Jason Hellwig, chief executive of Swimming Victoria, described the ideal culture within community sports as “inclusiveness, kindness and welcome”, a space where people of all walks of life could be active while enjoying non-judgmental fun.
“As sporting bodies, we have an obligation to represent an opportunity for the entire community to play the sport,” Hellwig said.
“That doesn’t mean everyone gets to go to the Olympic and Paralympic Games. But everyone should be able to find a place to participate.”
A diversity inclusion advisory committee was installed two years ago to better educate those within the organisation, but no concrete transgender policies have been introduced at the local level.
Hellwig noted that requirements for elite pathways were understandably different from community avenues due to its highly competitive nature, and this had to be accounted for when creating policy.
“It’s going to take some really important work to be done,” he said.
“These things appear simple, but where does the line of elite start and finish? What is that point of demarcation at which this [FINA’s transgender] policy becomes effective? Then, once we understand that, what do we do at that more local, granular level?”
Chief executive of the Women’s Professional Golf Association, Karen Lunn, said transgender participation would now be front-of-mind for all golf organisations in coming years, focusing predominantly on how to reconcile the difference between professional and community events.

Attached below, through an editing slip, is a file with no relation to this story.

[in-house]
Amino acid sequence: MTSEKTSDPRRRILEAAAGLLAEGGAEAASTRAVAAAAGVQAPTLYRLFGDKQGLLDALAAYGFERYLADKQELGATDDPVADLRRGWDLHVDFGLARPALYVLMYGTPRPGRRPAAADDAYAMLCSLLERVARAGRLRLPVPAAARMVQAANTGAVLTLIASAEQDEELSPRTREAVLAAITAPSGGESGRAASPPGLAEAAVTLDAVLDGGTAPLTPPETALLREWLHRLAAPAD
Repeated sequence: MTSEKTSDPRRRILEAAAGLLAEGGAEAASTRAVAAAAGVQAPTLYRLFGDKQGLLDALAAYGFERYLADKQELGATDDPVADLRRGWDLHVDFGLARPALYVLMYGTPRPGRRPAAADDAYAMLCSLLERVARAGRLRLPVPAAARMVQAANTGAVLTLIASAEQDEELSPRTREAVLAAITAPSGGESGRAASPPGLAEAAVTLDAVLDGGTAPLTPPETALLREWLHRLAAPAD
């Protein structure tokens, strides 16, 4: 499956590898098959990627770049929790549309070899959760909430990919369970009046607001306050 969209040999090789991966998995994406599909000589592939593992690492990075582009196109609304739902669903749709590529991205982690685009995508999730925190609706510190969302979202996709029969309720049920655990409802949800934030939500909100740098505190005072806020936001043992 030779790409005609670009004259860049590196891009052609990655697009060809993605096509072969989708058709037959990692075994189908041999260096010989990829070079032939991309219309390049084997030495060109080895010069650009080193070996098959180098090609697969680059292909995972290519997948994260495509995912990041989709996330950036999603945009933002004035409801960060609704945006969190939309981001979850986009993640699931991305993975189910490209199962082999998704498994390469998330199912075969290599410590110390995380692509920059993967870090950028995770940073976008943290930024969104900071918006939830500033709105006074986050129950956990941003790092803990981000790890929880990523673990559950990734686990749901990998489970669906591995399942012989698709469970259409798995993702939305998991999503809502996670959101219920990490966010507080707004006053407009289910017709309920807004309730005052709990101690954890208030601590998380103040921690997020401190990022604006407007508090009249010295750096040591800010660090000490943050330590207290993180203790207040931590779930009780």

“That’s the million-dollar question at the moment,” Lunn said.
“Community sports is all about participation … In professional sport, it’s people’s livelihoods, so we just have to create a level playing field.”
Cricket Victoria’s policy allowed all athletes, irrespective of their legal sex classification, to participate in community cricket with no restrictions.
“We’ve looked seriously into transgender inclusion at the community level, but this [FINA’s ruling] doesn’t really impact that as much, I don’t think. It isn’t a key priority issue at the moment,” a spokesperson from Cricket Australia said.
On tennis courts, gender diverse athletes could freely play in whichever local category they felt most comfortable.
“Tennis is … one of the few sports where genders have always had the opportunity to participate and compete alongside each other,” Gabriella Tobias, head of communications for Tennis Victoria, said.
“In fact, the introduction of the new UTR [universal tennis ranking], which could be compared to a golf handicap, determines ranking purely on results, and does not take gender into account.”
Tobias said the body was committed to their gender inclusion policies at the community level, which differed greatly from international rules overseeing elite competitions. Professional transgender women players would need to provide proof of testosterone concentrations below five nanomoles per litre for 12 months before competition, whereas community tennis required no testing or regulation.
Little Athletics Victoria, a modified athletics program for children from five to 15 years of age, aims to normalise and encourage diverse, inclusive environments for children. Participants under 12 could choose whichever gender category they wished, with the preference that the child then remain in said category for the remainder of the season. Athletes over the age of 12 followed the same guidelines, but also had to demonstrate that their gender identity was consistent with other aspects of their everyday life.